Last month I was fascinated to hear the news that the billionaire industrialist Jim Ratcliffe was considering making a bid to buy Manchester United.
Reputed to be the richest man in Britain, with a net worth estimated to be around £28 billion, Sir James Arthur Ratcliffe FIChemE (born 18 October 1952) is the Chairman and chief executive officer (CEO) of the Ineos Chemicals Group, which he founded in 1998 and which was estimated to have a turnover of $15 billion in 2019. Bloomberg estimates that he is now the 55th richest man in the world.
But why should this interest the readers of this column, I hear you ask.
The answer is fourfold and relates to Ratcliffe’s geographical origins as a born-and-bred northerner, his working-class background, his business strategy and his sporting interests, all of which would, on the face of it, seem to make him a natural for taking an interest in Rugby League.
Ratcliffe was born in Failsworth, a town 2.9 miles southwest of Oldham, in 1952. His father was a joiner and his mother was an accounts office worker. He lived there in a council house until the age of ten.
Given how strong Oldham Rugby League club (above) was in those days, it would be hard to imagine that Jim as a young lad wouldn’t have been aware of players like Bernard Ganley, Alan Davies, Charlie Winslade, Derek Turner, Sid Little and many others, especially when that team won the Championship at Maine Road in 1957, defeating Hull FC 15-14. Surely they would have been the talk of all his schoolmates.
At the age of ten, he moved with his family to East Yorkshire, attending Beverley Grammar School and living in Hull until the age of 18. Again, it’s hard to imagine that he wouldn’t have been aware of Hull’s status as a major Rugby League city in the 1960s.
Then we come to his business career.
He was a co-founder of a company called Inspec, which leased the former BP Chemicals site in Antwerp, Belgium. In 1998 he formed Ineos in Hampshire to buy-out Inspec and the freehold of the Antwerp site.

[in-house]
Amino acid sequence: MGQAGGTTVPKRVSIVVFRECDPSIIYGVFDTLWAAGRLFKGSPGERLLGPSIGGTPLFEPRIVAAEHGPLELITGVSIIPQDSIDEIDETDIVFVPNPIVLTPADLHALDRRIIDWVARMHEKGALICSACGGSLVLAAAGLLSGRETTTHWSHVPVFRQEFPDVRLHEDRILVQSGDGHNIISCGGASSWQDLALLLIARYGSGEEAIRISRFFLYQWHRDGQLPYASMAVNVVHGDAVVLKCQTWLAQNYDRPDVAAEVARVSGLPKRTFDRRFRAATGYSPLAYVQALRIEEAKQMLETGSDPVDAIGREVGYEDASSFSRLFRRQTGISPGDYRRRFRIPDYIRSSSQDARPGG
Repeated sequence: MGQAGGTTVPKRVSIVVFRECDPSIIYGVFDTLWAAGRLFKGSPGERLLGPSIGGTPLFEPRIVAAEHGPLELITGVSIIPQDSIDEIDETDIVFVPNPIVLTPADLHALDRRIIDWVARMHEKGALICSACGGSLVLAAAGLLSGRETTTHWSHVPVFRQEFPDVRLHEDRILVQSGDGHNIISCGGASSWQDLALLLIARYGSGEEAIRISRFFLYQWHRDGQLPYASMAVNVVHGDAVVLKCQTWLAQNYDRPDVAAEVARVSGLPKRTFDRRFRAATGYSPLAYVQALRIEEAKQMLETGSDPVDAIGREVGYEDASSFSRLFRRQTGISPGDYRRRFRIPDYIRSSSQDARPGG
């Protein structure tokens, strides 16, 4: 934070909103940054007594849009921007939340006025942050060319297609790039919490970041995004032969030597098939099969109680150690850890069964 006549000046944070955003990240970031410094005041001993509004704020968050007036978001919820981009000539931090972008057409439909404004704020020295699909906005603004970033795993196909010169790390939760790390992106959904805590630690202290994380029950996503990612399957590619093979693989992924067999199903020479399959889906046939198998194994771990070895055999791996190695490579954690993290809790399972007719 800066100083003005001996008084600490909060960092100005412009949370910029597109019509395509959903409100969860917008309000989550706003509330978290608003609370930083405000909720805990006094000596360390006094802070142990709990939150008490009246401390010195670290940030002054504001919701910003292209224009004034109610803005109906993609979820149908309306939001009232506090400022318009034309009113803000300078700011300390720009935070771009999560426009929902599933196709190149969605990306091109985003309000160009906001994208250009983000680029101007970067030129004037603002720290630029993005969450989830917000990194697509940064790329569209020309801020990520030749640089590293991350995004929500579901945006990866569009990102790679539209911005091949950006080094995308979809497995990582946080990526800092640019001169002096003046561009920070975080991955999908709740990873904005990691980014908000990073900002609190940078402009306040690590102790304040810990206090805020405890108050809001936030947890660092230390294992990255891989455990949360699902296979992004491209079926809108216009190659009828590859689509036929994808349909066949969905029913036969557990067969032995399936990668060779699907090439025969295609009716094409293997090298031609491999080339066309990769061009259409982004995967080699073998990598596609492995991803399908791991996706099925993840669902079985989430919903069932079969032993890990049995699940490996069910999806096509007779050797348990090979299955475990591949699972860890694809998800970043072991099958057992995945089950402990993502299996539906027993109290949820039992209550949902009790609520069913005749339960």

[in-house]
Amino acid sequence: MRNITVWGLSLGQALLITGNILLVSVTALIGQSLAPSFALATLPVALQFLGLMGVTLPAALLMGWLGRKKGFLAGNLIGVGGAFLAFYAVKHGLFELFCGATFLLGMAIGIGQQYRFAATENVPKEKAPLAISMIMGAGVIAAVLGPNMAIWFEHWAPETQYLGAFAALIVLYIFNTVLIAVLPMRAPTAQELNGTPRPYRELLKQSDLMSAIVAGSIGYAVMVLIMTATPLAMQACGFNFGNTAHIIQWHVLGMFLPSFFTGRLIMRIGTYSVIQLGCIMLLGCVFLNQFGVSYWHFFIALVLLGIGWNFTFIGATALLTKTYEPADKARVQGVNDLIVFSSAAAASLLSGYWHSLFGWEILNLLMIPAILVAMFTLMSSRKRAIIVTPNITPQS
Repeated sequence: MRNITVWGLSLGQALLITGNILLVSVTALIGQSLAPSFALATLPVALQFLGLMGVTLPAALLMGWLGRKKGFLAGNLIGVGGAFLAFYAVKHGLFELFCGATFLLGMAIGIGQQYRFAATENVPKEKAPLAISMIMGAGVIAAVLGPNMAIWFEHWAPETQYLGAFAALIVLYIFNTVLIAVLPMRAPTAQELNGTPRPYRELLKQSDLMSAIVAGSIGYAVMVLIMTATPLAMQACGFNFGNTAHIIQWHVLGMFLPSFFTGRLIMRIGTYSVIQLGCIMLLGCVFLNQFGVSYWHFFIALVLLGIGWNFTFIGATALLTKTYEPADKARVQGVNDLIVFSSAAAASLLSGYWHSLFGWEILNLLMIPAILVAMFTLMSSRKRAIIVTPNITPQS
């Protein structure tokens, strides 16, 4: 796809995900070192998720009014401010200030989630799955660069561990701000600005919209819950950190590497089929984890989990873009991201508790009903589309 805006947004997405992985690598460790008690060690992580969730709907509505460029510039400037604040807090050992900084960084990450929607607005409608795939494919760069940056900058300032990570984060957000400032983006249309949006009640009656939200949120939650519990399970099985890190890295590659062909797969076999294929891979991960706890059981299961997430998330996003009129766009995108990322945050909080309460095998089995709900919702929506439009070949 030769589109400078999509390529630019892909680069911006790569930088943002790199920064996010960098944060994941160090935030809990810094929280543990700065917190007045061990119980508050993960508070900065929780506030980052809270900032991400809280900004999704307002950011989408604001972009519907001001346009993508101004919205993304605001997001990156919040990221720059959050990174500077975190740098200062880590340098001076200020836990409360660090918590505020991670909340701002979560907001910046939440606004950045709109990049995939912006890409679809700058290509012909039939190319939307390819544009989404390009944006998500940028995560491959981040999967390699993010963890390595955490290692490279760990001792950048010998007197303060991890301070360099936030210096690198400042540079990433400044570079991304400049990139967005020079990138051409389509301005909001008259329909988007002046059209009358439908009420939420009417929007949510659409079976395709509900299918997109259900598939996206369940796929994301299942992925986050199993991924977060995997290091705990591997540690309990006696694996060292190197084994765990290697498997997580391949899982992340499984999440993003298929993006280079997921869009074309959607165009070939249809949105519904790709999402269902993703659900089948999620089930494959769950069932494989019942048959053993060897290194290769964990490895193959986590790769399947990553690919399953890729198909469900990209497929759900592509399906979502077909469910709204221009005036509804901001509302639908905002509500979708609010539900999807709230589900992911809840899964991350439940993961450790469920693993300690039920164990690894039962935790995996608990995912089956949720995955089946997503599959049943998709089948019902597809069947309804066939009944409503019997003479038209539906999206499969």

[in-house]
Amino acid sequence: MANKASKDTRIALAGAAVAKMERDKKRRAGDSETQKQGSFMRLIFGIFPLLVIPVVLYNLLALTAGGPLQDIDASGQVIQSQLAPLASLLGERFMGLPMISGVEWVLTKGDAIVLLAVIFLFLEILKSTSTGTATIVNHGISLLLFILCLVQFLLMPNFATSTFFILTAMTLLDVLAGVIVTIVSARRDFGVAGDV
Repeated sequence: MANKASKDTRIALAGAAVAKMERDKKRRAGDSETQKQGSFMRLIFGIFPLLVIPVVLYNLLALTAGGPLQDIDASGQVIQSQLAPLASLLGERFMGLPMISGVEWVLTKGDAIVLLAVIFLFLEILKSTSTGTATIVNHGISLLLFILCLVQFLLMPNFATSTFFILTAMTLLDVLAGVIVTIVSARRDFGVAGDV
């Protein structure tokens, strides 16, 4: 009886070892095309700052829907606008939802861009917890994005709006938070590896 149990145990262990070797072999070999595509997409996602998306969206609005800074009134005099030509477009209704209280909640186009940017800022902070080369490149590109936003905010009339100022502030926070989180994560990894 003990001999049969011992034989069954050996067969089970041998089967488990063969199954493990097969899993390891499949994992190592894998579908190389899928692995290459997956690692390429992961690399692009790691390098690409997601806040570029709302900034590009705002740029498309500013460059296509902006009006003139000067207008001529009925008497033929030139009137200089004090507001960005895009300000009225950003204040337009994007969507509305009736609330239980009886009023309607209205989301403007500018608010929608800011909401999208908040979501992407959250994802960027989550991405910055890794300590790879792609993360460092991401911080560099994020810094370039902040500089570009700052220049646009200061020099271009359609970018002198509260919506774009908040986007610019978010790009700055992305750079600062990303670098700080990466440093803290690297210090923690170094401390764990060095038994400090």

He then started buying unwanted operations from groups such as ICI and BP, selecting targets that in his view were clearly under-performing and therefore he was able to significantly raise their income profiles.
This business strategy has been extraordinarily successful and you can now probably see why I am writing this article.
Is there a better example of an industry that under-performs than rugby league?
And Ratcliffe has shown himself to be interested in sport in a variety of fields.
On 13 November 2017, he became the owner of FC Lausanne-Sport, a Swiss Super League football club.
In 2018 he partnered with Ben Ainslie to form Ineos Team UK to compete for the 36th America’s Cup in 2021, with Ratcliffe reportedly investing over £110 million in the project.
On 19 March 2019 he purchased the Team Sky cycling franchise, subsequently rebranding it as Team Ineos. Their first competitive race under the new Ineos sponsorship was the 2019 Tour de Yorkshire. They subsequently won the 2019 Tour de France and 2021 Giro d’Italia with the Colombian rider Egan Bernal.
On 22 August 2019, the French competition authority permitted the €100 million takeover of Ligue 1 club OGC Nice from Chinese-American entrepreneur Chien Lee by Ineos.
In February 2020 Ineos became the principal partners of the Mercedes AMG Formula 1 team, signing a five-year agreement with the team.
In July 2021 New Zealand Rugby announced a six-year sponsorship from Ineos for the All Blacks and the Black Ferns women’s team.
In April 2022 he made a bid of £4.25 billion for Chelsea FC after Roman Abramovich put it up for sale. His bid was rejected and Chelsea FC were eventually sold to US businessman Todd Boehly, which probably explains Ratcliffe’s expressed interest in buying Manchester United.
So my question is this. Why do people like Sir Jim Ratcliffe, whose background and temperament would suggest a potential empathy with Rugby League, go elsewhere when they decide to invest in sport?
Why do we attract relatively few wealthy individuals into our sport? And how can we change things so that people like Jim Ratcliffe do want to get involved, by buying a club, for example?
The RFL recently entered into a twelve-year partnership with IMG to enhance Rugby League’s commercial profile.
I sincerely hope they find a solution to my last question.
If they can, Rugby League will enjoy a much brighter future.
This article features in the September issue of Rugby League World magazine in my ‘Final Whistle’ column. To subscribe go here.